Political Silly Season

Outside of the "25 things that you didn't know about Taylor Swift", "5 foods that you must not eat", "18 celebrities that are awful people, # 9 will shock you"--an everyday assault on sensibilities-- the political silly season, whether local or national, is too much to bear.

I'm not sure whether to be amused or afraid (but not surprised) by the fact that Donald Trump is the Republican front runner. I guess if the Republicans desire a caricature as their representative, then they have found the penultimate in Donald Trump, and to look further would be futile.

We can never underestimate "mass man" as characterized by  Jose Ortega y Gasset in Revolt of the Masses.  Galvanized by a message that seeks to create hard-drawn lines between the 'us' and the 'them' and propagating feeling fact of our superiority in values, motives, intellect and success we create a falsehood of 'righteousness'.  Politics and religion fall from the same tree in such a vein when adherents believe in the singularity of one set of ideals  v. a plurality of other ideals.

The controversy regarding Kim Davis, the Rowan County, KY clerk who refuses to issue marriage licenses to gay couples because it offends her beliefs.  If we are asked to do things in our job that offends our sensibilities, then we simply quit our jobs.  It is that easy. The argument that KY law is to accommodate religious conscience is a selective argument.  That Kim Davis has a religious conscience that can be shared by other conservatives makes the argument hold water.  But what if Kim Davis were Muslim, a Wiccan,  or a radical Jew?  Of course, if she were any of those things, she would not have been elected, which gets us back to the mass man dilemma.

Our DNA for the most part prevents us from being free of bias. For most social animals, survival depends on having clear boundaries of 'us' v. 'them'.  And when we encounter people like Kim Davis and Donald Trump making judgments about others based on 'right looks', 'right belief', 'right sexual orientation', then we should be reminded that our evolutionary curve is still on the upswing.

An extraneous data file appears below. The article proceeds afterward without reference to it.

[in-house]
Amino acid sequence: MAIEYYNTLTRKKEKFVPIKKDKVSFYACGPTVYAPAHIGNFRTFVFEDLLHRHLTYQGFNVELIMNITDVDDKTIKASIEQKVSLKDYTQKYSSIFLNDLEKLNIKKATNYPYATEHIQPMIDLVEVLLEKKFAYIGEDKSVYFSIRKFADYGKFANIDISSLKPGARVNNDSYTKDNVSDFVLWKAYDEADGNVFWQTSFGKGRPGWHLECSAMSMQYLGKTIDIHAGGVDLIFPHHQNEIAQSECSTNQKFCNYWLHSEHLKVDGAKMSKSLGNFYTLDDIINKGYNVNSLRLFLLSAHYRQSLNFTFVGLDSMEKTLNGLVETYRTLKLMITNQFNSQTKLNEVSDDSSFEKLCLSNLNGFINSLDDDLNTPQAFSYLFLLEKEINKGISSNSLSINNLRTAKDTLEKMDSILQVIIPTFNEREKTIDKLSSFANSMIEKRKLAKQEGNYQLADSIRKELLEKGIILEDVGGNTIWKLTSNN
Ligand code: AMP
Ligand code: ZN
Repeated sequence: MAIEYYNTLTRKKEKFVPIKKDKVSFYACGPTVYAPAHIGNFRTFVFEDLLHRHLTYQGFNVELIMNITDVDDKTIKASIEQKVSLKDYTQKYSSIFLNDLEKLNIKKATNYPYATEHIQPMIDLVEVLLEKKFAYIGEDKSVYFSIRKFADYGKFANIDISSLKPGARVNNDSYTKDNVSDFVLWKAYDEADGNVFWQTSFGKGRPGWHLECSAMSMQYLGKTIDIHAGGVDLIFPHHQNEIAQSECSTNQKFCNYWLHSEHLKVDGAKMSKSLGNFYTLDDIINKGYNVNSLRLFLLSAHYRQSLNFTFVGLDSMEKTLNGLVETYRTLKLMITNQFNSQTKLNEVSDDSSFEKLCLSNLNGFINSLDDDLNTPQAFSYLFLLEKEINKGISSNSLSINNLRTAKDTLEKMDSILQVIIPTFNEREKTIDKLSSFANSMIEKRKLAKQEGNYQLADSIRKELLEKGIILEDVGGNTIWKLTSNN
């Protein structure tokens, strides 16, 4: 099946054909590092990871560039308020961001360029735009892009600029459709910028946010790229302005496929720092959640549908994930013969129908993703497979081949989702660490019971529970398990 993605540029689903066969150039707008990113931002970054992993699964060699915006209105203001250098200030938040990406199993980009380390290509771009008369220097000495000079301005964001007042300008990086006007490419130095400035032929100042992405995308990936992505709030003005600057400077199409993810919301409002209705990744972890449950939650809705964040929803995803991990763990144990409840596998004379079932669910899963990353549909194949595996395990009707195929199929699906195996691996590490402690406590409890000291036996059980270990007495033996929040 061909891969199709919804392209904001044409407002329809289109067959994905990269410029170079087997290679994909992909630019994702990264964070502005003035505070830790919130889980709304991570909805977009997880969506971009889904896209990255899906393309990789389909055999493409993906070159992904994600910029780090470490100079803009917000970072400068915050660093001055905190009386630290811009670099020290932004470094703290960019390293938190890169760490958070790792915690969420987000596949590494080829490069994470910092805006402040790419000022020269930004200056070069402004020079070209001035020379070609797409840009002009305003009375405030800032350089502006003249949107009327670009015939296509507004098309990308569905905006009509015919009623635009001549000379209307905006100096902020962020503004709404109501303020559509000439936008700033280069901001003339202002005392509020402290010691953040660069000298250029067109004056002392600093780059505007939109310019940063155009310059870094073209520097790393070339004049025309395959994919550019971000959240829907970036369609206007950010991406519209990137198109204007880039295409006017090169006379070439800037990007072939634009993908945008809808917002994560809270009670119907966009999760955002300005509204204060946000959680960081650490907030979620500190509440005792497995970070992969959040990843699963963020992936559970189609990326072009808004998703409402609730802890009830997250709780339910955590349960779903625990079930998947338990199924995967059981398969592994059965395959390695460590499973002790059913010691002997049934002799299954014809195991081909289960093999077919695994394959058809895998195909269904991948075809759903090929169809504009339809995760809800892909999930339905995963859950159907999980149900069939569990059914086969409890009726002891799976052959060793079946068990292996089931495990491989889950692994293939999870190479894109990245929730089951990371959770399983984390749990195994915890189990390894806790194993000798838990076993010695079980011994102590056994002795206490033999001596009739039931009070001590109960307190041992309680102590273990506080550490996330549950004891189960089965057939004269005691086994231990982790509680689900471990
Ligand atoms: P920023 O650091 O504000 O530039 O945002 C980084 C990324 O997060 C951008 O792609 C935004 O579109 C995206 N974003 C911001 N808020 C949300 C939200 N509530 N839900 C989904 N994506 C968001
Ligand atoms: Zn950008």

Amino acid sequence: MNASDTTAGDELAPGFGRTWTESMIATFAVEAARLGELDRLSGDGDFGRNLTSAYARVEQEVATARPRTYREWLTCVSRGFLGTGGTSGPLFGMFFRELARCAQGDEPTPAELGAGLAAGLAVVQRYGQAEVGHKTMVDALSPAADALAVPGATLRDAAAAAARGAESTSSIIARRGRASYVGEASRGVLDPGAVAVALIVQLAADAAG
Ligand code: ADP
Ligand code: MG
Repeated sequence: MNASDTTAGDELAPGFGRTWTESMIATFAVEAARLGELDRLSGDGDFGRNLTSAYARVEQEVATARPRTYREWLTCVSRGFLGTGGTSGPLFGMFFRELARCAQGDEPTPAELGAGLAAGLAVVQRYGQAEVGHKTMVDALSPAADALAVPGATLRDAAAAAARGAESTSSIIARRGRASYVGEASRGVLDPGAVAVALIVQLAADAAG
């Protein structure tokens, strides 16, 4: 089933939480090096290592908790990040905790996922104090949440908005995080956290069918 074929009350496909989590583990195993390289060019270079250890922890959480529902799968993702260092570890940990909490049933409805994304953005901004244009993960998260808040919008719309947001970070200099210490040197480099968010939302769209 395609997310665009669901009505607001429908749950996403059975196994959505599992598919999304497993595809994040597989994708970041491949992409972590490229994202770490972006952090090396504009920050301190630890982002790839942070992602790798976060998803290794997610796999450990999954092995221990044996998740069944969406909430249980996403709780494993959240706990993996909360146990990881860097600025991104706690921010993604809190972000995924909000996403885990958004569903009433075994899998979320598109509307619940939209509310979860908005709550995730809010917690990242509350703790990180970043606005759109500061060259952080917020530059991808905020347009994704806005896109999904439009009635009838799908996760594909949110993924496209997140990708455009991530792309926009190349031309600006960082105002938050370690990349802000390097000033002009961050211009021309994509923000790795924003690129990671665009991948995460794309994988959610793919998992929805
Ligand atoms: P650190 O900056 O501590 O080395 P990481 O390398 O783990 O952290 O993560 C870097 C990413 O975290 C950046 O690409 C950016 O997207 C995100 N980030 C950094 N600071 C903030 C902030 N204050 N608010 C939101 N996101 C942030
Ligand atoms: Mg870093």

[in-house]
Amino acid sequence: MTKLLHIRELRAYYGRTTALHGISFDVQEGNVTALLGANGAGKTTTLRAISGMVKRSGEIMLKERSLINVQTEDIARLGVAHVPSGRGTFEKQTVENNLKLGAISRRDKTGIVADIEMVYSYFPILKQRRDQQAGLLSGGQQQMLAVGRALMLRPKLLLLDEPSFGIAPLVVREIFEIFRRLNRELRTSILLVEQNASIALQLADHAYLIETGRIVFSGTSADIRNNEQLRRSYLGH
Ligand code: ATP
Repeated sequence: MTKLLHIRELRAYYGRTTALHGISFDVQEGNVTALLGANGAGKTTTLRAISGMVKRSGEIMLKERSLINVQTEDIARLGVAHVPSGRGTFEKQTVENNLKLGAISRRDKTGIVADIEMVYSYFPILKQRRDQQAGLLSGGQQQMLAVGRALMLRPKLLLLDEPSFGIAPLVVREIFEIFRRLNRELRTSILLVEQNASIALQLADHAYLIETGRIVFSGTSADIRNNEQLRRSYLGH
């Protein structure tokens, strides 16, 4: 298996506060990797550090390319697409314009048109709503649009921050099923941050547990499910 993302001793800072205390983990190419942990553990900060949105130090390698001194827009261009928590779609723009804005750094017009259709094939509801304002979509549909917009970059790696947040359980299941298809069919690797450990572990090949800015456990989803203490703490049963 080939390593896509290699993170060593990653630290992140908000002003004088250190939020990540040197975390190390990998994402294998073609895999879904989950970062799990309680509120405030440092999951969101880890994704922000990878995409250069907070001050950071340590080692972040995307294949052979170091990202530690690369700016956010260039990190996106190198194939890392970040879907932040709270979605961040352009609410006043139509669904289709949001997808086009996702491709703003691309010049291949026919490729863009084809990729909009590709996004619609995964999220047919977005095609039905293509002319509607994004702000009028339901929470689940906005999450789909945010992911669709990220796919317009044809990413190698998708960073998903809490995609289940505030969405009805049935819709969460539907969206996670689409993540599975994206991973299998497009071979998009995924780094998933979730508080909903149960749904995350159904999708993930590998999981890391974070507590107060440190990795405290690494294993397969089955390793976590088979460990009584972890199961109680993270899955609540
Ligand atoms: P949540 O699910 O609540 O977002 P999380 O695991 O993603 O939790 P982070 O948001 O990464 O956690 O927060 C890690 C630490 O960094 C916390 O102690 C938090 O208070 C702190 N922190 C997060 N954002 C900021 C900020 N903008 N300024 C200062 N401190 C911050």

There is a dangerous conclusion that is held by many conservatives that I stumble upon, that the right to hold a particular opinion/belief grants one the right to foist that belief on others.  Our nation's history has been replete with  an adjudication of contending beliefs in our democratic society with slavery and women's suffrage being two such examples. It is a nation of moral conscience (not religious conscience) that examines its beliefs when those beliefs disenfranchise groups of other people based on our conferring upon them inferiority due to their race, age, belief, sexual orientation, etc.

The process of adjudication is not a simple one, and at the end of the process there are winners and losers. But better that those who are incapable of freeing themselves from their closely held,  unexamined biases to lose than basic civil rights for "others" to be violated.  To me it is a question of basic humanity.  Nevertheless, history is a harsh guide that humanity over fundamentally held beliefs does not always prevail.

I hope that we are not in the pendulum swinging the other way era that is a necessity to find the rational middle ground. The beauty of freedom of speech and belief is that the expression of all points of view provides a basis for finding common ground.

P. S. 

The Telegraph has a nice collection of Donaldisms which you can find here.  I see a market for  "don't be a dick Donald" t-shirts and bumper sticker or perhaps a "free the badger" because that is what looks like is on Donald Trump's head.


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